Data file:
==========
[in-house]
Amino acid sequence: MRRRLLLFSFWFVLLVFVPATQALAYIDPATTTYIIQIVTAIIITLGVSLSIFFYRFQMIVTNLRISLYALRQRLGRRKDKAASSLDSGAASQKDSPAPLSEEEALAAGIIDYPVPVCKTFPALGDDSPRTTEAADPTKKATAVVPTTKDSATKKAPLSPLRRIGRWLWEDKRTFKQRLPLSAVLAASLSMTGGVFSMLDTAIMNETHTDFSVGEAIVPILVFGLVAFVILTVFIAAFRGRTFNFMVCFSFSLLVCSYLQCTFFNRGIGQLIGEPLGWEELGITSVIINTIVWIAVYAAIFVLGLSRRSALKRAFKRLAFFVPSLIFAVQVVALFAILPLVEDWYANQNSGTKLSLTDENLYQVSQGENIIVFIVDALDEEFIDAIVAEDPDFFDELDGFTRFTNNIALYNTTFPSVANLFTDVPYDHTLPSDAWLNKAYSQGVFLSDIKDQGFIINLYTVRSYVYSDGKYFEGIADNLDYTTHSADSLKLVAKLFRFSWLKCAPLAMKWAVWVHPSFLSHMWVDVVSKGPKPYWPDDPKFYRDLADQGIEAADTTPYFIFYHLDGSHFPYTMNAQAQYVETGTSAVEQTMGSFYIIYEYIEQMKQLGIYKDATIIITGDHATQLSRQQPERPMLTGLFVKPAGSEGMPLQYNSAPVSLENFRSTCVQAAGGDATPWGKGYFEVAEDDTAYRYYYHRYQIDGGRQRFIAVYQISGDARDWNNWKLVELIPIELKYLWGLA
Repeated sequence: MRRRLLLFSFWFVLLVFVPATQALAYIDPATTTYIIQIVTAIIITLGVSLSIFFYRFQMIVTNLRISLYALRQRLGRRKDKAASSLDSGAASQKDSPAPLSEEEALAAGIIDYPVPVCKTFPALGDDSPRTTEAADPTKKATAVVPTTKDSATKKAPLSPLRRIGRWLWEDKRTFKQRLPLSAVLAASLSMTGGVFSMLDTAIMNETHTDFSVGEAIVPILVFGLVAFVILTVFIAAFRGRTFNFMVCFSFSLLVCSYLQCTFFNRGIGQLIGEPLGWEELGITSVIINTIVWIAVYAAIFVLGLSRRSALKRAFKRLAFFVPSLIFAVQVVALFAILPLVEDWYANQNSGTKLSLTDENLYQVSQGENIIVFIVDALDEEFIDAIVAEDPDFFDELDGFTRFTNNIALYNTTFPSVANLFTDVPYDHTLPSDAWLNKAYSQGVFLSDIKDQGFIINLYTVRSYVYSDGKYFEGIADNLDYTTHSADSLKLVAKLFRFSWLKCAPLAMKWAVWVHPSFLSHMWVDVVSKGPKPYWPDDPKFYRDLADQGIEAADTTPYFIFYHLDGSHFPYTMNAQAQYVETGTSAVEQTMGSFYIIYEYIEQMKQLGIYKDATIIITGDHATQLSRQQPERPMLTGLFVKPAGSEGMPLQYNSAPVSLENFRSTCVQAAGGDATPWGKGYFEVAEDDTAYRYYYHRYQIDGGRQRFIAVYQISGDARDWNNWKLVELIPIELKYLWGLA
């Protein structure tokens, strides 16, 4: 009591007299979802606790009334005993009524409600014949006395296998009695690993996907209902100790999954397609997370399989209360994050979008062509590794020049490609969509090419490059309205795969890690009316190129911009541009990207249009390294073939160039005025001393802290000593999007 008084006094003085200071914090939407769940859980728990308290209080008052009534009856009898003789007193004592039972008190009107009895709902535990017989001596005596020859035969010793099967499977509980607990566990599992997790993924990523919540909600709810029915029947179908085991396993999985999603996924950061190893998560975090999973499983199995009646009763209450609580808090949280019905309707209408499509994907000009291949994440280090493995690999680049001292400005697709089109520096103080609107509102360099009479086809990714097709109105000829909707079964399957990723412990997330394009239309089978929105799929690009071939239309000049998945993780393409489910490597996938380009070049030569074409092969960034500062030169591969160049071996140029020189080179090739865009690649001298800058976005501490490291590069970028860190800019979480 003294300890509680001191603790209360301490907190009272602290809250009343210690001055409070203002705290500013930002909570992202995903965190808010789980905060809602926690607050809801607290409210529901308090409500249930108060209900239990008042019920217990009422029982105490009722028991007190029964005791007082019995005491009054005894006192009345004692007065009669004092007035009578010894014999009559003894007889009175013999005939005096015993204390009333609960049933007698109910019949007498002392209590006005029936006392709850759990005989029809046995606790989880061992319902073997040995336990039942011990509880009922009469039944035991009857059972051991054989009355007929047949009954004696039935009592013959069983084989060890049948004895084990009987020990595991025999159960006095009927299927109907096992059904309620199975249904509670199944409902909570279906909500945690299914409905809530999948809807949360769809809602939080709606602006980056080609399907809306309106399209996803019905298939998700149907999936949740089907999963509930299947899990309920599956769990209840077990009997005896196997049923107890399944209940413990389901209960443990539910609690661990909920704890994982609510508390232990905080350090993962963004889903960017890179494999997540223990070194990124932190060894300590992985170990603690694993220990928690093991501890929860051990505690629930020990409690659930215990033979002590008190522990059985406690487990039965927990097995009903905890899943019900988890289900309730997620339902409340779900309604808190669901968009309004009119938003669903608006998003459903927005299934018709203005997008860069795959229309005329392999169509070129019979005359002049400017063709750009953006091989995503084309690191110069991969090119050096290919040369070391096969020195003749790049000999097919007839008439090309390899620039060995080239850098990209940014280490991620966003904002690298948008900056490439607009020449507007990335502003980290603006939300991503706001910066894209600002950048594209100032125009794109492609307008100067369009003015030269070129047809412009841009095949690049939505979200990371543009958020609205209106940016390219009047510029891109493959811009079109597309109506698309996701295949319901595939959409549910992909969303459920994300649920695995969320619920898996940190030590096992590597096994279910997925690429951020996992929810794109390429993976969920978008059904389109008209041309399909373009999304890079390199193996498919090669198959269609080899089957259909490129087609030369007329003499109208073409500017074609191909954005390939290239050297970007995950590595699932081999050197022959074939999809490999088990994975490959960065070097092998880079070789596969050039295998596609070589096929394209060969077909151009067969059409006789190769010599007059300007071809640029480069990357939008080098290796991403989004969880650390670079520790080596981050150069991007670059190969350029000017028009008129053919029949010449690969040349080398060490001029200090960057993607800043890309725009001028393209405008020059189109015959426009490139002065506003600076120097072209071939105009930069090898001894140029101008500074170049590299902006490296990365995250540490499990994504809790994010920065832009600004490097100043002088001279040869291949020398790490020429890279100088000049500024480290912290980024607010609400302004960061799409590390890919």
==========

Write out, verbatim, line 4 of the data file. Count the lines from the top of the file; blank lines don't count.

């Protein structure tokens, strides 16, 4: 009591007299979802606790009334005993009524409600014949006395296998009695690993996907209902100790999954397609997370399989209360994050979008062509590794020049490609969509090419490059309205795969890690009316190129911009541009990207249009390294073939160039005025001393802290000593999007 008084006094003085200071914090939407769940859980728990308290209080008052009534009856009898003789007193004592039972008190009107009895709902535990017989001596005596020859035969010793099967499977509980607990566990599992997790993924990523919540909600709810029915029947179908085991396993999985999603996924950061190893998560975090999973499983199995009646009763209450609580808090949280019905309707209408499509994907000009291949994440280090493995690999680049001292400005697709089109520096103080609107509102360099009479086809990714097709109105000829909707079964399957990723412990997330394009239309089978929105799929690009071939239309000049998945993780393409489910490597996938380009070049030569074409092969960034500062030169591969160049071996140029020189080179090739865009690649001298800058976005501490490291590069970028860190800019979480 003294300890509680001191603790209360301490907190009272602290809250009343210690001055409070203002705290500013930002909570992202995903965190808010789980905060809602926690607050809801607290409210529901308090409500249930108060209900239990008042019920217990009422029982105490009722028991007190029964005791007082019995005491009054005894006192009345004692007065009669004092007035009578010894014999009559003894007889009175013999005939005096015993204390009333609960049933007698109910019949007498002392209590006005029936006392709850759990005989029809046995606790989880061992319902073997040995336990039942011990509880009922009469039944035991009857059972051991054989009355007929047949009954004696039935009592013959069983084989060890049948004895084990009987020990595991025999159960006095009927299927109907096992059904309620199975249904509670199944409902909570279906909500945690299914409905809530999948809807949360769809809602939080709606602006980056080609399907809306309106399209996803019905298939998700149907999936949740089907999963509930299947899990309920599956769990209840077990009997005896196997049923107890399944209940413990389901209960443990539910609690661990909920704890994982609510508390232990905080350090993962963004889903960017890179494999997540223990070194990124932190060894300590992985170990603690694993220990928690093991501890929860051990505690629930020990409690659930215990033979002590008190522990059985406690487990039965927990097995009903905890899943019900988890289900309730997620339902409340779900309604808190669901968009309004009119938003669903608006998003459903927005299934018709203005997008860069795959229309005329392999169509070129019979005359002049400017063709750009953006091989995503084309690191110069991969090119050096290919040369070391096969020195003749790049000999097919007839008439090309390899620039060995080239850098990209940014280490991620966003904002690298948008900056490439607009020449507007990335502003980290603006939300991503706001910066894209600002950048594209100032125009794109492609307008100067369009003015030269070129047809412009841009095949690049939505979200990371543009958020609205209106940016390219009047510029891109493959811009079109597309109506698309996701295949319901595939959409549910992909969303459920994300649920695995969320619920898996940190030590096992590597096994279910997925690429951020996992929810794109390429993976969920978008059904389109008209041309399909373009999304890079390199193996498919090669198959269609080899089957259909490129087609030369007329003499109208073409500017074609191909954005390939290239050297970007995950590595699932081999050197022959074939999809490999088990994975490959960065070097092998880079070789596969050039295998596609070589096929394209060969077909151009067969059409006789190769010599007059300007071809640029480069990357939008080098290796991403989004969880650390670079520790080596981050150069991007670059190969350029000017028009008129053919029949010449690969040349080398060490001029200090960057993607800043890309725009001028393209405008020059189109015959426009490139002065506003600076120097072209071939105009930069090898001894140029101008500074170049590299902006490296990365995250540490499990994504809790994010920065832009600004490097100043002088001279040869291949020398790490020429890279100088000049500024480290912290980024607010609400302004960061799409590390890919």